I spent the first 12 years of my life growing up in Tokyo. Going through both international and local Japanese day-care and school systems, I was confused for a while how a Japanese kid could have red hair, or how a kid with red hair could be Japanese. After all, my Japanese friends have always told me that I was more Japanese than they were.
I eventually moved back to Israel with my family, but I never stopped calling Japan home. Junior year of high school was when I finally got the chance to take a six-week trip, during which I reacquainted myself once again with the mesmerizing country, its rich language and cryptic culture.
Before long I was once again on a plane to Japan, this time it was to work for a Japanese IT-security firm as a sales engineer. The “salary-man” life is indeed stressful, but between working in an entirely Japanese office environment and making daily visits to Japanese clients to demonstrate IT products, I got closely acquainted with the Japanese business culture and etiquette. Not only that, I also picked up on all the secrets the shrewd businessmen and locals have for getting by in an expensive country while still enjoying everything it has to offer.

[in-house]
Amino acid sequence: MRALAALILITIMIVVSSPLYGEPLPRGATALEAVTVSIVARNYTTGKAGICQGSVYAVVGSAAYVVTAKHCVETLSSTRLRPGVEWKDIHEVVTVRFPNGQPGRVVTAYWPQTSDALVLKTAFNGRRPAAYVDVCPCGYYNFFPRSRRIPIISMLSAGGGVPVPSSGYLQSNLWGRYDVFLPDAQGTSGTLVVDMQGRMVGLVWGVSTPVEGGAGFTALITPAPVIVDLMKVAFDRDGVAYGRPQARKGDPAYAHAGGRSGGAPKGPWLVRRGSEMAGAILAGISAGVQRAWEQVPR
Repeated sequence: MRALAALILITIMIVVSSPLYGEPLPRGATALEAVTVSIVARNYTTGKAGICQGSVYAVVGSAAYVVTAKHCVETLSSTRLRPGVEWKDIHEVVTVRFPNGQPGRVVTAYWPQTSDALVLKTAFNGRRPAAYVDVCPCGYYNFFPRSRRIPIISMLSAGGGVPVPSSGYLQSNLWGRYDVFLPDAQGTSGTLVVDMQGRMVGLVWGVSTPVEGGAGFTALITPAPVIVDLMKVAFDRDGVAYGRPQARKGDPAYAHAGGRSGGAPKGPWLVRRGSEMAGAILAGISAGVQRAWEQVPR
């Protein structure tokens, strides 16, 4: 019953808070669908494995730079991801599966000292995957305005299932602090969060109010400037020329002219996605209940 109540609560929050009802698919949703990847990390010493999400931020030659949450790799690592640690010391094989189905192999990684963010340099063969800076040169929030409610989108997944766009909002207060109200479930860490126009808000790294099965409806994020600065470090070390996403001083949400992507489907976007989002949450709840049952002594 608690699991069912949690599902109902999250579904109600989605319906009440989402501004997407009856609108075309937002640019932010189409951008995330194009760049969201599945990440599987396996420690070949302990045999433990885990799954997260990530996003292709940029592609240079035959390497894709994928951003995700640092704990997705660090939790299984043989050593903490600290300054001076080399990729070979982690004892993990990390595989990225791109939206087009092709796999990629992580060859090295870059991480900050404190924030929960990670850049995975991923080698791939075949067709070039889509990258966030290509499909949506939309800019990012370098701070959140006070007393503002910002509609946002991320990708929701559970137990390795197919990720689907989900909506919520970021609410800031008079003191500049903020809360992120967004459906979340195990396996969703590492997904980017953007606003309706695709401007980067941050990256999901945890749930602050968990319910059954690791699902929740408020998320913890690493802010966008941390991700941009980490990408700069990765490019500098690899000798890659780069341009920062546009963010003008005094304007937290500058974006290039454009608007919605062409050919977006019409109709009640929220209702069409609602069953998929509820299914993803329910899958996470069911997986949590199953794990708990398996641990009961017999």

My most recent trips to Japan were in 2009, 2012, and 2015, when I spent several months traveling to different parts of the country and writing my travel guide to Japan, “All-You-Can Japan.” I have since moved to the United States where I graduated with a B.A. from Princeton University and today I reside in Portland, Oregon with my wife and two dogs — Buddha and Mila. I currently work with kids and young adults as a Japanese language tutor.
I know Japan inside and out – as a resident, as a businessman, and as a traveler, though I must admit, I do have a sweet spot for Tokyo travel. You can count on my knowledge and years of experience to guide you through what is truly important in your trip to Japan without breaking your wallet. Go on a Japan adventure with me, your personal Japan travel guide.
Author, All-You-Can Japan: Getting the Best Bang For Your Yen